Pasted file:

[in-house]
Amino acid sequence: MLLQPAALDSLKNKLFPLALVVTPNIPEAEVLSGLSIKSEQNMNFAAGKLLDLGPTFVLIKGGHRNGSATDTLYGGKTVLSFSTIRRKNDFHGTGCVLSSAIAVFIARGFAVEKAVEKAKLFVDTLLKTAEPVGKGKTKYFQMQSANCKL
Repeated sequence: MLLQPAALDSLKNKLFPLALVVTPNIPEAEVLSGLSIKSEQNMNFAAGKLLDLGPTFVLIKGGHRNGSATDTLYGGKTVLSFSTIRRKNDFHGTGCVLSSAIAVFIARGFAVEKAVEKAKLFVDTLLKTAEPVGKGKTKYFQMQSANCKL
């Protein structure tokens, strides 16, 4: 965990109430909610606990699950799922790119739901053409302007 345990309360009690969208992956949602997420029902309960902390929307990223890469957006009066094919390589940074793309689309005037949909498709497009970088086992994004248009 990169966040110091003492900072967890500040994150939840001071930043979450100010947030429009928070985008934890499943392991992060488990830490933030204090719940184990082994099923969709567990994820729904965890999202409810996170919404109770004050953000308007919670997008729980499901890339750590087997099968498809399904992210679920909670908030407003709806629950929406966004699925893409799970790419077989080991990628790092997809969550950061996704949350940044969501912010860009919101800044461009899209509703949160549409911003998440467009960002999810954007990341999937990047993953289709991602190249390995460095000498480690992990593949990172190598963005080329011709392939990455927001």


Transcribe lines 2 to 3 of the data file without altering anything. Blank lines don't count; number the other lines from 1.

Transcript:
Amino acid sequence: MLLQPAALDSLKNKLFPLALVVTPNIPEAEVLSGLSIKSEQNMNFAAGKLLDLGPTFVLIKGGHRNGSATDTLYGGKTVLSFSTIRRKNDFHGTGCVLSSAIAVFIARGFAVEKAVEKAKLFVDTLLKTAEPVGKGKTKYFQMQSANCKL
Repeated sequence: MLLQPAALDSLKNKLFPLALVVTPNIPEAEVLSGLSIKSEQNMNFAAGKLLDLGPTFVLIKGGHRNGSATDTLYGGKTVLSFSTIRRKNDFHGTGCVLSSAIAVFIARGFAVEKAVEKAKLFVDTLLKTAEPVGKGKTKYFQMQSANCKL